If we believe that others are ‘right’ or we want to be accepted into a group we have a tendency to conform to their views. Marketers often take advantage of this when marketing and positioning their products on websites to persuade consumers to buy their products; just think about Amazon, for example, say you wanted to buy a new speaker, Amazon helps you decide which speaker to buy through the inclusion of a ‘Best Seller’ tagline, a rating out of 5, a pop up saying how many people have bought it in the last hour and thousands of reviews, strongly motivating you to purchase the speaker.


2. Attitudes and beliefs

Our attitudes and beliefs can also motivate our buying behaviour; psychologist Festinger (1957) argued that if there is an inconsistency between our beliefs or attitudes, a state of cognitive dissonance arises. 

Cognitive dissonance is simply a mental conflict experienced when your beliefs don’t match up with your actions, leading to negative, unpleasant feelings. An example of cognitive dissonance is feeling guilty about eating meat because you consider yourself an animal lover. When conflicts like these arise, we try to resolve them and change our behaviour accordingly, in this case, the individual may reduce the number of animal products they consume and eat vegetarian substitutes.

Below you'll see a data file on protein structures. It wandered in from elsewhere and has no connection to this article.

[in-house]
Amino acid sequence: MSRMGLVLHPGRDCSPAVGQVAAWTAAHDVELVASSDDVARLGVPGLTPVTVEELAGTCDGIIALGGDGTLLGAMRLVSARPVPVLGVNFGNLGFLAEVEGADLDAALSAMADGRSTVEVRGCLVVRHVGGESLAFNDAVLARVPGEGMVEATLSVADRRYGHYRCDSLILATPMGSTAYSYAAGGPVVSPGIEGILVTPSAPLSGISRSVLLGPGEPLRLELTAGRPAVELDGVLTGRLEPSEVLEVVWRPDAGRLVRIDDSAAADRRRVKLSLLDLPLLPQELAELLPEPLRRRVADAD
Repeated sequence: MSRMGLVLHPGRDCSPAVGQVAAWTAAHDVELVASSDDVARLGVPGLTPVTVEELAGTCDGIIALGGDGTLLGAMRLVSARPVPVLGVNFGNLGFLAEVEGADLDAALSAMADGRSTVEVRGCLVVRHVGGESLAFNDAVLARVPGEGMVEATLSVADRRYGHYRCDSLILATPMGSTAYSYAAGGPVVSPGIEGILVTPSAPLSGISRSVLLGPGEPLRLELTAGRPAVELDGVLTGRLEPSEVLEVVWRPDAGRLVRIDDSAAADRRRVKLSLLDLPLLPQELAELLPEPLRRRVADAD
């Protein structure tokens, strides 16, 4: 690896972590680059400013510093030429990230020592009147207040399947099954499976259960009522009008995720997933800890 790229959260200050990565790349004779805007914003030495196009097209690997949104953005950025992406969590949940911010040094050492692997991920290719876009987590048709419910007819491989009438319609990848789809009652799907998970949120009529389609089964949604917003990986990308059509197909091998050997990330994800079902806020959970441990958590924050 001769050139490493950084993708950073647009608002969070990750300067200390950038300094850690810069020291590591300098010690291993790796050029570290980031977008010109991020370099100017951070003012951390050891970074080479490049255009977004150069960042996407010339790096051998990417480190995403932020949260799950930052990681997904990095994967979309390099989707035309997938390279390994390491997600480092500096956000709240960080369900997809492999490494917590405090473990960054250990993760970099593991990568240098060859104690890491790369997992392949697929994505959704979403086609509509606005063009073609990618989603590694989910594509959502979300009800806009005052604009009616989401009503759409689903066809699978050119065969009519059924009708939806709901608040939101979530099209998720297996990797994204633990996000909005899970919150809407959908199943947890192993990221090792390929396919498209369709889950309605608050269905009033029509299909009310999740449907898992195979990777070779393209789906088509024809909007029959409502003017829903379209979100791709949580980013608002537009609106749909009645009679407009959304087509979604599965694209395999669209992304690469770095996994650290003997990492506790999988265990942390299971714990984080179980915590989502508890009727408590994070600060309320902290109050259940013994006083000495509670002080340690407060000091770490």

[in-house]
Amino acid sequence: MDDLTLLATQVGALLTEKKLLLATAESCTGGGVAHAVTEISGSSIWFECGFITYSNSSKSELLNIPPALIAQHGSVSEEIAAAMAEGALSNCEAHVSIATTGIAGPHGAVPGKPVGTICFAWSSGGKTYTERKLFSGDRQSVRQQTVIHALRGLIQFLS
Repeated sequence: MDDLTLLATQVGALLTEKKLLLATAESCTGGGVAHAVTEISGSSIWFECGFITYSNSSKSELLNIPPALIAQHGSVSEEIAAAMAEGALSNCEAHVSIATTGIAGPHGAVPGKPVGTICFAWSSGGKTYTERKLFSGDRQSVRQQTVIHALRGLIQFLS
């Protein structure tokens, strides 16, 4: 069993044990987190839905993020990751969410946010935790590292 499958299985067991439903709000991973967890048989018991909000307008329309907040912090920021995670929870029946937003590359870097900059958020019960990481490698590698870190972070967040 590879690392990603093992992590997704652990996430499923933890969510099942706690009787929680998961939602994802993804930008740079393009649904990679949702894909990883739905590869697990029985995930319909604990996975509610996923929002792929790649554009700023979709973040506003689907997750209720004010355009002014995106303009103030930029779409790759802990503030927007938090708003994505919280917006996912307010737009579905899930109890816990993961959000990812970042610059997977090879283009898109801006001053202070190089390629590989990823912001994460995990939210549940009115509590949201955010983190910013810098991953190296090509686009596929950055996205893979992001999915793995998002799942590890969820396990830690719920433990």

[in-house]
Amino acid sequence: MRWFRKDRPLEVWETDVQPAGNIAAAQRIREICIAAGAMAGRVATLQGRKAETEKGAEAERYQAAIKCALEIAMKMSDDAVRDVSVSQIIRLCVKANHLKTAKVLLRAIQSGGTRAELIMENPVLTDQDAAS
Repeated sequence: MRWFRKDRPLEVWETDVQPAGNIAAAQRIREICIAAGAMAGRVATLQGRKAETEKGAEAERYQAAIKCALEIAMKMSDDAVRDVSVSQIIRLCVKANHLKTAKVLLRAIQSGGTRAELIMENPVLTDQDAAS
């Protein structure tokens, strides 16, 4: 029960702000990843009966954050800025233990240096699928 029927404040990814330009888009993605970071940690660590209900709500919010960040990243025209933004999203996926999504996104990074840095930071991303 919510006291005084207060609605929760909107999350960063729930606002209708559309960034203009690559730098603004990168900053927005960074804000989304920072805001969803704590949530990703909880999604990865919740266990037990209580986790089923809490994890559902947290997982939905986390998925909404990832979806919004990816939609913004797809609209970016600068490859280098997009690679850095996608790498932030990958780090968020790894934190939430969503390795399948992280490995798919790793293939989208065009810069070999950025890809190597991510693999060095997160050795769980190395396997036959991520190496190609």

In marketing, cognitive dissonance relates to the expectations and feelings a consumer may have about brands and their internal logic when deciding to buy something. Marketers should consider potential consumer conflicts or expectations that might affect their buying decisions and resolve these conflicts in favour of what they’re trying to sell. For example, say a consumer is looking to buy a new car but they are conscious of their environmental impact, a company may decide to create an ad campaign which addresses this concern by highlighting how eco-friendly their car is.


3. Emotional Motivation

We may also be motivated to make a purchase by what is known as the ‘dopamine effect’. When we make a purchase, our brains release the ‘feel good’ neurotransmitter dopamine which signals a reward and creates pleasurable feelings. Marketers want to try and harness this reward system to reinforce buying behaviour. This can be achieved through free samples or free trials - offering a taster can create a positive association with the company and consumers are more willing to purchase the item themselves. Marketers can also implement gamification and loyalty strategies such as a point system in which consumers can register to get discounts on products, this creates a rewarding relationship with consumers and can trigger greater dopamine release when consumers receive their purchase.


In conclusion, consumer behaviour is driven by many psychological factors, from underlying attitudes and beliefs to social influence and emotional reward. It is important for marketers to understand what motivates their potential customers to make a purchase across the customer journey in order to maximise engagement and sales. This can be achieved through customer journey mapping and target audience personas; by getting in the mindset of potential customers, brands can achieve optimum results.